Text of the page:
But by the end of the film, Bond has come back to himself. He’s killed Silva, exorcised the demons of his childhood in part by facilitating the destruction of Skyfall, said a dignified farewell to M. When he and Mallory meet in Mallory’s office, the camera captures them standing face to face across Mallory’s—now M—desk. In between them? Another painting of tall ships, this time gliding under their own power.
In the Daniel Craig era, the Bond franchise has moved away from doomsday devices and silly gadgets—“Were you expecting an exploding pen? We don’t really go in for that anymore,” Q tells him at the National Gallery—and emphasized industrial technology and transportation instead. To a certain extent, I’ve come to consider Casino Royale and Skyfall companion pieces, given how deeply they are in conversation with each other, and how much Quantuum of Solace seemed unengaged in the collective project of the two other films. And when it comes to transport in particular, the parallels between them and within them are remarkable. Where Casino Royale opened with a chase through a construction site in Africa, the rising third world, Bond’s body clanging against cranes and busting through drywall like a piece of construction equipment himself, the opening chase in Skyfall has Bond and Patrice crashing through stained glass and tearing up ancient markets in long-developed Istanbul. Where Bond tries to protect an airplane prototype in Casino Royale that his antagonist wants to destroy as part of an effort to manipulate the stock market, in Skyfall, a helicopter comes to destroy him personally. As he chases Patrice in Skyfall, Bond uses a steam shovel to hold a train—the vehicle he took across Europe in Casino Royale—together, and later to rip the back off a car. It’s no mistake that Bond catches the Underground to chase after Silva, or that Silva blows a tunnel later in the movie and uses a subway train to try to kill Bond.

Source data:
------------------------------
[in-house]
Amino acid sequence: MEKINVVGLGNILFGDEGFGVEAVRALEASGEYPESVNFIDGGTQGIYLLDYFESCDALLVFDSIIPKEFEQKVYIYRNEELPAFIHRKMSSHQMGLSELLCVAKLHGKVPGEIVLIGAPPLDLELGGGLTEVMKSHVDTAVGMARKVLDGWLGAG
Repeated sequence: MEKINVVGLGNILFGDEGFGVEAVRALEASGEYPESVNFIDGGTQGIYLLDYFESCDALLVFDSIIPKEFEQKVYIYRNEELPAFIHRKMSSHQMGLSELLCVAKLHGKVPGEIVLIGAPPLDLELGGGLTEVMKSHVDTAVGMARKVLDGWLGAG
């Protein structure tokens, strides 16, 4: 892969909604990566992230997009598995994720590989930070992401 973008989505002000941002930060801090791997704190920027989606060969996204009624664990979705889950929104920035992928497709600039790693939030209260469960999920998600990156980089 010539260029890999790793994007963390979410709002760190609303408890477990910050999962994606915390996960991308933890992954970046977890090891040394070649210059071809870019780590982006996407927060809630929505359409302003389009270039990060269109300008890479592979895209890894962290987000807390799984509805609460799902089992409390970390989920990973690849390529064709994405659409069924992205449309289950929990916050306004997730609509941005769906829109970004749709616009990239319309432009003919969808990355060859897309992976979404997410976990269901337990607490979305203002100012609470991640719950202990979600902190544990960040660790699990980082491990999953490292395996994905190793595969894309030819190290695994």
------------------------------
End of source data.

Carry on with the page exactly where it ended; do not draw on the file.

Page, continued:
The ordinary can become a tool of enormous destruction. And the same is true for Bond himself, as a creature of the body, and as an agent of MI6. After all, he’s just a man, and it’s that quality that Craig’s so powerfully restored to the character. During some of the more ridiculous Bond eras, Bond seemed less human than magical, someone who could surf a glacier without any sense of effort or even distinctive style:
Q promises Bond that his new Walther is “Less of a random killing machine, more of a personal statement.” But it’s true of Bond in Skyfall. In the Shanghai fight sequence, both Bond and Patrice appear only as outlines against luminous jellyfish that float across a skyscraper’s glass surface. Their faces are invisible, their clothes blacked out. And yet both men remain utterly distinctive. It’s a remarkable bit of fight choreography and just one of the examples of the ways Roger Deakins’ cinematography elevates Skyfall above most action movies. In making Bond a piece of machinery rather than a miracle, and in daring to ask whether he’s become broken or outmoded, Skyfall completes the process of making Bond specific.